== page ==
### data types

Hi,
I am not understanding the minimal and maximum range of data types.
For example:-
integer variable can store values -32768 to 32767,
character variable can store values in the range of -128 to 127 etc.
Please explain what is that number signifies?

First, that isn't necessarily true. You need to use something like the <limits> library to accurately determine the possible values for the integers.

As for the ranges of those things:
In your case, a char is composed of 8 bits. However, the 1st bit is the sign of the number, i.e. whether its positive or negative. Also, the way binary works, is that you have each column being the 1s, 2s, 4s, 8s, 16s, 32s and 64s, as well as the sign. If you have all the bits (excluding the sign) turned on, you get 127 (or -127 if the sign bit is on). Also, if the sign bit is on but nothing else is, because -0 doesn't make sense by convention the result is -128.

The same goes for an integer variable. In your case an integer is 2 bytes, or 16 bits. Hence, by ignoring the sign bit, it goes from 32767 (215 - 1) to -32768 (- 215).
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Hi NT3,

I am not understanding,will you please explain clearly...
What don't you understand?
 In your case, a char is composed of 8 bits. However, the 1st bit is the sign of the number, i.e. whether its positive or negative. Also, the way binary works, is that you have each column being the 1s, 2s, 4s, 8s, 16s, 32s and 64s, as well as the sign. If you have all the bits (excluding the sign) turned on, you get 127 (or -127 if the sign bit is on). Also, if the sign bit is on but nothing else is, because -0 doesn't make sense by convention the result is -128. The same goes for an integer variable. In your case an integer is 2 bytes, or 16 bits. Hence, by ignoring the sign bit, it goes from 32767 (215 - 1) to -32768 (- 215).

Please explain it in different way.
Also ,How can we come to know that data type is of ---bytes by seeing the range of values.
An 8-bit signed char is comprised of 8 bits:
SIGN 64 32 16 8 4 2 1

Hence, the largest possible value:
0111 1111 = positive 64 + 32 + 16 + 8 + 4 + 2 + 1 = 127

Smallest:
1000 0000 = negative 0, but by convention is -128

A 2-byte signed int is comprised of 16 bits:
SIGN 16384 8192 4096 2048 1024 512 256 128 64 32 16 8 4 2 1

Hence, the largest possible value:
0111 1111 1111 1111 = positive 16384 + 8192 + ... + 2 + 1 = 32767

Smallest:
1000 0000 0000 0000 = negative 0, but by convention is -32768

You can come to know how many bits is composed in a type by seeing the range of values, but knowing the powers of 2. For example, 32768 = 215, hence it must be composed of 16 bytes (including the sign).
"integer variable can store values -32768 to 32767" means the integer variable can hold the values only between -32768 to 32767.It cannot take if the user enters other values which is out of range.
For example:-
if the user gives the number x=32768 which is out of range as input.It will not take correct number?

am i correct?
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You will get whats called an 'overflow' - the value will loop round. For example, 32768 is 1000 0000 - but that's -32768.
It can be useful to consider cases with a smaller number of bits. Say we look at a 3-bit binary number. Here is a list of all the possible values:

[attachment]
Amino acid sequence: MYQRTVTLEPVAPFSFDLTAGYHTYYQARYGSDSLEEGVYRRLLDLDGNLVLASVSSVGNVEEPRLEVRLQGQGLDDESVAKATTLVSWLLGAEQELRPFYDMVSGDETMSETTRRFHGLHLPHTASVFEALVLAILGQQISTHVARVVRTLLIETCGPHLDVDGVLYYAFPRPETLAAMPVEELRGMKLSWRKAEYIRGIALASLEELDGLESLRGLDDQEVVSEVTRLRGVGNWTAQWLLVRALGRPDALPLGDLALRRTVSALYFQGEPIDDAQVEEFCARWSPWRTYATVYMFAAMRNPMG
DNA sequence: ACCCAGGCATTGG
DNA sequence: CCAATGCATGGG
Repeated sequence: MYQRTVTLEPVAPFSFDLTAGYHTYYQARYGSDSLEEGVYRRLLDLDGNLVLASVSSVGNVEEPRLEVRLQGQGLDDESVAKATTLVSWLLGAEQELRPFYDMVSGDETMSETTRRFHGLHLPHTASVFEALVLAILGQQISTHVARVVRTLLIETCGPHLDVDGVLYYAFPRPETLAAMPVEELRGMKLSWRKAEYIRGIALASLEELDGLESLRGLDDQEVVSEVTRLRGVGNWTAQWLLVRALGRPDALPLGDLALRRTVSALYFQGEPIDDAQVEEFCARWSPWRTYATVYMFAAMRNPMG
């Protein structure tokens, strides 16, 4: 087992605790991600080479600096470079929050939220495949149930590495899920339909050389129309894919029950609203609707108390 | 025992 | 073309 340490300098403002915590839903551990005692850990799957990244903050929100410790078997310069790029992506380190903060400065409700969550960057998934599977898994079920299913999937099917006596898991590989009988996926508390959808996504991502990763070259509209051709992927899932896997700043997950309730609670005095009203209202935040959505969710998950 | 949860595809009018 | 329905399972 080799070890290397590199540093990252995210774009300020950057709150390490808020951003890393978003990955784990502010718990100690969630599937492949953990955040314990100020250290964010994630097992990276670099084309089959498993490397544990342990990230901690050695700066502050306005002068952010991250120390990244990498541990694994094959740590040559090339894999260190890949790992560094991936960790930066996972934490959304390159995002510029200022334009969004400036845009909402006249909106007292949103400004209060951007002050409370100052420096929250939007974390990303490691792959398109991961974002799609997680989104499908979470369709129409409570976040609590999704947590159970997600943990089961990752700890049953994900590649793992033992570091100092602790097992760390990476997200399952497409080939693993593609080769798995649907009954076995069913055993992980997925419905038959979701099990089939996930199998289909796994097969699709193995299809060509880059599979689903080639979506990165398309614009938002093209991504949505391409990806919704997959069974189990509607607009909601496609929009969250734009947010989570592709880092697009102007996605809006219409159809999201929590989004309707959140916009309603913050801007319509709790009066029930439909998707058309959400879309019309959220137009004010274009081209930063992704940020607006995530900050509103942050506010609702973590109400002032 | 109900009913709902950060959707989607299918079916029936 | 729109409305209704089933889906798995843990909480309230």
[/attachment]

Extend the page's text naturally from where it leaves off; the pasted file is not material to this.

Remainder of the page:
```Binary Decimal 000 0 001 1 010 2 011 3 100 4 101 5 110 6 111 7 ```

That's when treating the value as an unsigned integer. If we consider it as a signed integer, with both positive and negative values, it will look like this:
 ``` Binary Decimal 100 -4 101 =3 110 -2 111 -1 000 0 001 1 010 2 011 3```

Since there are a limited number of unique patterns available with a given number of bits, clearly it can be used to represent only a limited range of values.

If we try to represent a larger number, some of the higher-order bits would be discarded, there's no place to store them in our 3 bits.

In normal use, the integers we use have a fixed width - though it is possible to write code to give integers of an arbitrary length.
> It cannot take if the user enters other values which is out of range.
> For example:-
> if the user gives the number x=32768 which is out of range as input.
> It will not take correct number?

 ``12345678910111213141516171819202122232425262728293031`` ``````#include #include int main() { constexpr int int_min = std::numeric_limits::min() ; constexpr int int_max = std::numeric_limits::max() ; std::cout << "int_min: " << int_min // -2147483648 on this implementation << "\nint_max: " << int_max << '\n' ; // 2147483647 on this implementation int test ; std::cin >> test ; // enter value greater than int_max (say, 2147483648 on this implementation) // the value entered is too large to be represented by an int // the largest representable positive value for an int is stored in test // and failbit is set on the input stream std::cout << "test: " << test << '\n' ; // int_max (2147483647 on this implementation) std::cout << std::boolalpha << "std::cin::fail()? " << std::cin.fail() << '\n' ; // true std::cin.clear() ; // clear the failed state of std::cin std::cin >> test ; // enter value smaller than int_min (say -2147483699) // the negative value entered is outside the range that can be represented by an int // the lowest representable negative value for an int is stored in test // and failbit is set on the input stream std::cout << "test: " << test << '\n' ; // int_min (-2147483648 on this implementation) test = int_max ; ++test ; // engenders undefined behaviour }``````

http://coliru.stacked-crooked.com/a/36480eda30758774
Thanks NT3 & Chervil,

What are signed and unsigned integer and signed and unsigned character?why and where it is used?

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